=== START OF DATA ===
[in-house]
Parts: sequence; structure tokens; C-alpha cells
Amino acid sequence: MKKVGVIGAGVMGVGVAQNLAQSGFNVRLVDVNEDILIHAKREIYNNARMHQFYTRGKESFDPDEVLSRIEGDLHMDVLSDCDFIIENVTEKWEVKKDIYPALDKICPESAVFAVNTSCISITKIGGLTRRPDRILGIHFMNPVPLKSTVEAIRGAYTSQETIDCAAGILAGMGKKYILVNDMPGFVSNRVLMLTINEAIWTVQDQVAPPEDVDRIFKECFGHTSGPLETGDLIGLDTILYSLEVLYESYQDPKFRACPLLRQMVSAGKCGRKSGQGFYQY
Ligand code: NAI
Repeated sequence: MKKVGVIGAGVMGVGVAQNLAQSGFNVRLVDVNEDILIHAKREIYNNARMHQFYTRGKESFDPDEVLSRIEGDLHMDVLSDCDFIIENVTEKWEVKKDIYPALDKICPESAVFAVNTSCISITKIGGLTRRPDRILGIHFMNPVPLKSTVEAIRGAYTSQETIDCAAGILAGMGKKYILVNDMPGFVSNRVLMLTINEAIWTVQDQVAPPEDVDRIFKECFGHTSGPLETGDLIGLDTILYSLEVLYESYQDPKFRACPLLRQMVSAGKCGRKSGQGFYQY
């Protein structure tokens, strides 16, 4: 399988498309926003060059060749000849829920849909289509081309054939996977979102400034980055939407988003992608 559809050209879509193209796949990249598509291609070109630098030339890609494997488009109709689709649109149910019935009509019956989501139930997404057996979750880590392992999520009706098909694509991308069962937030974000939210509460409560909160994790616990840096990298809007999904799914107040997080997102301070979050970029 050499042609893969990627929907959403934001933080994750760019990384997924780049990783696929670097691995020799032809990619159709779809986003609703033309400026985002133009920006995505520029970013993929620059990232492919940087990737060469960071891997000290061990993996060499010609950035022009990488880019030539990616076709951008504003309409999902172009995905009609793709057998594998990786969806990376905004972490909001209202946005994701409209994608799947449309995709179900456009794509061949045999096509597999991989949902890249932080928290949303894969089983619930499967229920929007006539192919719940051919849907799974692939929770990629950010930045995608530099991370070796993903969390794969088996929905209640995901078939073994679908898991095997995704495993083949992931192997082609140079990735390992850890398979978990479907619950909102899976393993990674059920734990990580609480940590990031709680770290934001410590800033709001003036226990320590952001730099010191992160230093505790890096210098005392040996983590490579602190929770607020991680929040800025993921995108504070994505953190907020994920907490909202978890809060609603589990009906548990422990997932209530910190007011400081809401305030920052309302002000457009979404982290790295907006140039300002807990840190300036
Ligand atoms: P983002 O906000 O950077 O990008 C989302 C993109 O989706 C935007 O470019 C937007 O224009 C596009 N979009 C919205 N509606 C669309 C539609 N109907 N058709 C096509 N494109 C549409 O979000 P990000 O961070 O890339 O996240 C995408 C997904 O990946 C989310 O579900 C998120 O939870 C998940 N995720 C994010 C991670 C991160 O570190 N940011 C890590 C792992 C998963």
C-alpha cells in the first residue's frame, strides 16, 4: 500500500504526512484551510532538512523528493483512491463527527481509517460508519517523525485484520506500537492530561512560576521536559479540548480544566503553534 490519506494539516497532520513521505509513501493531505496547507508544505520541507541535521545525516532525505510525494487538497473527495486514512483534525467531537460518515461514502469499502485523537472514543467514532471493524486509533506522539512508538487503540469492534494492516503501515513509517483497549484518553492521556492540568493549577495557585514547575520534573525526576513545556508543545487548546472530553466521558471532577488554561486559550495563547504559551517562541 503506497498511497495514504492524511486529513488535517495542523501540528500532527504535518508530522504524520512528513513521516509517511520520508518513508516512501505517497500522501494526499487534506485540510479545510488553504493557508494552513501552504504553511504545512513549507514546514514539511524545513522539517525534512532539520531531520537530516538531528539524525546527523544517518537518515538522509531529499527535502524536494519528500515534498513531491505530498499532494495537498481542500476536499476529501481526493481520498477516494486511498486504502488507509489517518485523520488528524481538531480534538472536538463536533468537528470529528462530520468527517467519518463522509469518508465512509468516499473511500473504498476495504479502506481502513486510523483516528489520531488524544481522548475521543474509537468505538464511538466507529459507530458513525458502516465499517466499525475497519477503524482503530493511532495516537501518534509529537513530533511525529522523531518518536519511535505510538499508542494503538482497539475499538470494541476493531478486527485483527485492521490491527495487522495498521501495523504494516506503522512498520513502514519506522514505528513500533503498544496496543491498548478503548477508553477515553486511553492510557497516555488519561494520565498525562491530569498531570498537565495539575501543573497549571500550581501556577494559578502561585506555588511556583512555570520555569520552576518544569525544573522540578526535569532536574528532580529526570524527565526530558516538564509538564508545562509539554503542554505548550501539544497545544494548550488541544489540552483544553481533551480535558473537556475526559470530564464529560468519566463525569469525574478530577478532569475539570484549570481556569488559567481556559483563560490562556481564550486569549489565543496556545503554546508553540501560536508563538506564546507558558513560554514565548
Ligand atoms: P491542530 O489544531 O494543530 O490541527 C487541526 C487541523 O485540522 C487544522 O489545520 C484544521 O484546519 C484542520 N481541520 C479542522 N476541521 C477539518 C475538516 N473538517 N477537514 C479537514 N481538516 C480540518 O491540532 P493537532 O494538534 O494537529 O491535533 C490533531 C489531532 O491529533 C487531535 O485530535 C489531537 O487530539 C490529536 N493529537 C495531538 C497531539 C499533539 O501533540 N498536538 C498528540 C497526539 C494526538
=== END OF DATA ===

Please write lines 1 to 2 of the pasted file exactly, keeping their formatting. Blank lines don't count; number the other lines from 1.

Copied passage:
[in-house]
Parts: sequence; structure tokens; C-alpha cells